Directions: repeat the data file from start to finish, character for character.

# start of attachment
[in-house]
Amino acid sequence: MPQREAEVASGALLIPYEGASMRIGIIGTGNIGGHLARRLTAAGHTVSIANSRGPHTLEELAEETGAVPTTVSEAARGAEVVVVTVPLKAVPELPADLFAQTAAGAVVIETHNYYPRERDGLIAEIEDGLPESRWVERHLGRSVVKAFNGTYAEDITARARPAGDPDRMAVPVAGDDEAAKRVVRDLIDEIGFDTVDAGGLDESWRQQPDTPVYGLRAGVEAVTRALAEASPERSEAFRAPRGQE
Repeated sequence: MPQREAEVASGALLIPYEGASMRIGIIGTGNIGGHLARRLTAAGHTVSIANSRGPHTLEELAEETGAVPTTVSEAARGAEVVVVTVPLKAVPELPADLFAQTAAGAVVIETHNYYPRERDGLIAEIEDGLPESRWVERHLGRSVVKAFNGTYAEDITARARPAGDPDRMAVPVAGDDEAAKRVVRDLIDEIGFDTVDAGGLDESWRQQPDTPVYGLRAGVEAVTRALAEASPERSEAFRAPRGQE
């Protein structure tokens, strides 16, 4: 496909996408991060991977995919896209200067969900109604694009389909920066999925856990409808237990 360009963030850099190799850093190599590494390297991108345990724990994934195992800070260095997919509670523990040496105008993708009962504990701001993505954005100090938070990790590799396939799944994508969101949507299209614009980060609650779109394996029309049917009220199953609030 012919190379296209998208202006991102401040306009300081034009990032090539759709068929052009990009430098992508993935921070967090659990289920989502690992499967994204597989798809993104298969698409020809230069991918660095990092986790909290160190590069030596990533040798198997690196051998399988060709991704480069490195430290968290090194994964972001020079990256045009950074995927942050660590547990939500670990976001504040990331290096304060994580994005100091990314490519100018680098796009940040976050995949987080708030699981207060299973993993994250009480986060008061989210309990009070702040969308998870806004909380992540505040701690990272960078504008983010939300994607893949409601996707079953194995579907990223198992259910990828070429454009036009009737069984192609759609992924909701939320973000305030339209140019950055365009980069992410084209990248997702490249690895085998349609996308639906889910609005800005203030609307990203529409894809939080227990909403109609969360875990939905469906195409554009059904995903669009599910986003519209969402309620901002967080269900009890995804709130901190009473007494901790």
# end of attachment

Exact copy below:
[in-house]
Amino acid sequence: MPQREAEVASGALLIPYEGASMRIGIIGTGNIGGHLARRLTAAGHTVSIANSRGPHTLEELAEETGAVPTTVSEAARGAEVVVVTVPLKAVPELPADLFAQTAAGAVVIETHNYYPRERDGLIAEIEDGLPESRWVERHLGRSVVKAFNGTYAEDITARARPAGDPDRMAVPVAGDDEAAKRVVRDLIDEIGFDTVDAGGLDESWRQQPDTPVYGLRAGVEAVTRALAEASPERSEAFRAPRGQE
Repeated sequence: MPQREAEVASGALLIPYEGASMRIGIIGTGNIGGHLARRLTAAGHTVSIANSRGPHTLEELAEETGAVPTTVSEAARGAEVVVVTVPLKAVPELPADLFAQTAAGAVVIETHNYYPRERDGLIAEIEDGLPESRWVERHLGRSVVKAFNGTYAEDITARARPAGDPDRMAVPVAGDDEAAKRVVRDLIDEIGFDTVDAGGLDESWRQQPDTPVYGLRAGVEAVTRALAEASPERSEAFRAPRGQE
């Protein structure tokens, strides 16, 4: 496909996408991060991977995919896209200067969900109604694009389909920066999925856990409808237990 360009963030850099190799850093190599590494390297991108345990724990994934195992800070260095997919509670523990040496105008993708009962504990701001993505954005100090938070990790590799396939799944994508969101949507299209614009980060609650779109394996029309049917009220199953609030 012919190379296209998208202006991102401040306009300081034009990032090539759709068929052009990009430098992508993935921070967090659990289920989502690992499967994204597989798809993104298969698409020809230069991918660095990092986790909290160190590069030596990533040798198997690196051998399988060709991704480069490195430290968290090194994964972001020079990256045009950074995927942050660590547990939500670990976001504040990331290096304060994580994005100091990314490519100018680098796009940040976050995949987080708030699981207060299973993993994250009480986060008061989210309990009070702040969308998870806004909380992540505040701690990272960078504008983010939300994607893949409601996707079953194995579907990223198992259910990828070429454009036009009737069984192609759609992924909701939320973000305030339209140019950055365009980069992410084209990248997702490249690895085998349609996308639906889910609005800005203030609307990203529409894809939080227990909403109609969360875990939905469906195409554009059904995903669009599910986003519209969402309620901002967080269900009890995804709130901190009473007494901790």